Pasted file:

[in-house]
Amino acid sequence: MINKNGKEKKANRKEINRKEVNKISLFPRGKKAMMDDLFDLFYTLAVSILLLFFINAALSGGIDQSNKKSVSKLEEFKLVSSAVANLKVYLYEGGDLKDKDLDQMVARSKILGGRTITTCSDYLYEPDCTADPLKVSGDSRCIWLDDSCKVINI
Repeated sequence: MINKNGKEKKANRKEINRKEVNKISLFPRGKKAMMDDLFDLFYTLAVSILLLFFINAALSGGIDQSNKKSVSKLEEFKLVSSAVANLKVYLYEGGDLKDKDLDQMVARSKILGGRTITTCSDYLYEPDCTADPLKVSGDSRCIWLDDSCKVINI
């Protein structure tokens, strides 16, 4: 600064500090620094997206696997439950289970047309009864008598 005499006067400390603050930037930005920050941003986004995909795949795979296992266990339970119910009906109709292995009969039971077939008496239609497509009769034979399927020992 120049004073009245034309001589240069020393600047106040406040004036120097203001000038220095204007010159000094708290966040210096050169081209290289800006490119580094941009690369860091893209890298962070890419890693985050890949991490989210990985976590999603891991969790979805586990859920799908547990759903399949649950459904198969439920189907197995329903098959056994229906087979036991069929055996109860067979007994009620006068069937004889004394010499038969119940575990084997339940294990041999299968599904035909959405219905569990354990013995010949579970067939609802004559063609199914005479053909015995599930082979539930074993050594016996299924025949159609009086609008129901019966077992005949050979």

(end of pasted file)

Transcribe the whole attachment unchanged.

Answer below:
[in-house]
Amino acid sequence: MINKNGKEKKANRKEINRKEVNKISLFPRGKKAMMDDLFDLFYTLAVSILLLFFINAALSGGIDQSNKKSVSKLEEFKLVSSAVANLKVYLYEGGDLKDKDLDQMVARSKILGGRTITTCSDYLYEPDCTADPLKVSGDSRCIWLDDSCKVINI
Repeated sequence: MINKNGKEKKANRKEINRKEVNKISLFPRGKKAMMDDLFDLFYTLAVSILLLFFINAALSGGIDQSNKKSVSKLEEFKLVSSAVANLKVYLYEGGDLKDKDLDQMVARSKILGGRTITTCSDYLYEPDCTADPLKVSGDSRCIWLDDSCKVINI
């Protein structure tokens, strides 16, 4: 600064500090620094997206696997439950289970047309009864008598 005499006067400390603050930037930005920050941003986004995909795949795979296992266990339970119910009906109709292995009969039971077939008496239609497509009769034979399927020992 120049004073009245034309001589240069020393600047106040406040004036120097203001000038220095204007010159000094708290966040210096050169081209290289800006490119580094941009690369860091893209890298962070890419890693985050890949991490989210990985976590999603891991969790979805586990859920799908547990759903399949649950459904198969439920189907197995329903098959056994229906087979036991069929055996109860067979007994009620006068069937004889004394010499038969119940575990084997339940294990041999299968599904035909959405219905569990354990013995010949579970067939609802004559063609199914005479053909015995599930082979539930074993050594016996299924025949159609009086609008129901019966077992005949050979």